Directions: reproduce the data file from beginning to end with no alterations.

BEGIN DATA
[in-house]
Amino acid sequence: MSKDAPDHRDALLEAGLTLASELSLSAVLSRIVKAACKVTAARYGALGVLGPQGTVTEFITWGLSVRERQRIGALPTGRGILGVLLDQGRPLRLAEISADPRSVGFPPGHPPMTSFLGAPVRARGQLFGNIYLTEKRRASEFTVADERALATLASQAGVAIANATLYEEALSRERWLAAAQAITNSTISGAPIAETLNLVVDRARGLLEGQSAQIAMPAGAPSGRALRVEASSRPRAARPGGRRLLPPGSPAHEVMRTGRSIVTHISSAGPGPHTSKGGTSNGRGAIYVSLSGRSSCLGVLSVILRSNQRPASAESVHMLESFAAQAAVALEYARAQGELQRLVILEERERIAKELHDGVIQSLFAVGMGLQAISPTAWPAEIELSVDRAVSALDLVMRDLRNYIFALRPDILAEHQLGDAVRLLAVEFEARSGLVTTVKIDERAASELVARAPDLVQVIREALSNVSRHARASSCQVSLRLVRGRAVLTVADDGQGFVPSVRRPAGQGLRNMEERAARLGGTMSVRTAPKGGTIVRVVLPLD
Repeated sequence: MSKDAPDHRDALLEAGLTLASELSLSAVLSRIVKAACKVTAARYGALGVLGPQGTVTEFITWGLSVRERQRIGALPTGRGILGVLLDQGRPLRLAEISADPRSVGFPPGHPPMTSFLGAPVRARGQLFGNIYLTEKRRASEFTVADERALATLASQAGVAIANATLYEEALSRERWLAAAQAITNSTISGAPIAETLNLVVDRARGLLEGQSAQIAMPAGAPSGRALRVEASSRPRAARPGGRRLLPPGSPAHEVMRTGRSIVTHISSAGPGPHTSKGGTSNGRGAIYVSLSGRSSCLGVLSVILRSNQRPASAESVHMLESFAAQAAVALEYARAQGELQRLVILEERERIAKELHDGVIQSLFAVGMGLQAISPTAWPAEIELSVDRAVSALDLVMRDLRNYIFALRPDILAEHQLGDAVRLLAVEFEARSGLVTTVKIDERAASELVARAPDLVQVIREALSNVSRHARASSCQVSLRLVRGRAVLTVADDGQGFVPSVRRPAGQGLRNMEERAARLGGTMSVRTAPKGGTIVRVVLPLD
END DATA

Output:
[in-house]
Amino acid sequence: MSKDAPDHRDALLEAGLTLASELSLSAVLSRIVKAACKVTAARYGALGVLGPQGTVTEFITWGLSVRERQRIGALPTGRGILGVLLDQGRPLRLAEISADPRSVGFPPGHPPMTSFLGAPVRARGQLFGNIYLTEKRRASEFTVADERALATLASQAGVAIANATLYEEALSRERWLAAAQAITNSTISGAPIAETLNLVVDRARGLLEGQSAQIAMPAGAPSGRALRVEASSRPRAARPGGRRLLPPGSPAHEVMRTGRSIVTHISSAGPGPHTSKGGTSNGRGAIYVSLSGRSSCLGVLSVILRSNQRPASAESVHMLESFAAQAAVALEYARAQGELQRLVILEERERIAKELHDGVIQSLFAVGMGLQAISPTAWPAEIELSVDRAVSALDLVMRDLRNYIFALRPDILAEHQLGDAVRLLAVEFEARSGLVTTVKIDERAASELVARAPDLVQVIREALSNVSRHARASSCQVSLRLVRGRAVLTVADDGQGFVPSVRRPAGQGLRNMEERAARLGGTMSVRTAPKGGTIVRVVLPLD
Repeated sequence: MSKDAPDHRDALLEAGLTLASELSLSAVLSRIVKAACKVTAARYGALGVLGPQGTVTEFITWGLSVRERQRIGALPTGRGILGVLLDQGRPLRLAEISADPRSVGFPPGHPPMTSFLGAPVRARGQLFGNIYLTEKRRASEFTVADERALATLASQAGVAIANATLYEEALSRERWLAAAQAITNSTISGAPIAETLNLVVDRARGLLEGQSAQIAMPAGAPSGRALRVEASSRPRAARPGGRRLLPPGSPAHEVMRTGRSIVTHISSAGPGPHTSKGGTSNGRGAIYVSLSGRSSCLGVLSVILRSNQRPASAESVHMLESFAAQAAVALEYARAQGELQRLVILEERERIAKELHDGVIQSLFAVGMGLQAISPTAWPAEIELSVDRAVSALDLVMRDLRNYIFALRPDILAEHQLGDAVRLLAVEFEARSGLVTTVKIDERAASELVARAPDLVQVIREALSNVSRHARASSCQVSLRLVRGRAVLTVADDGQGFVPSVRRPAGQGLRNMEERAARLGGTMSVRTAPKGGTIVRVVLPLD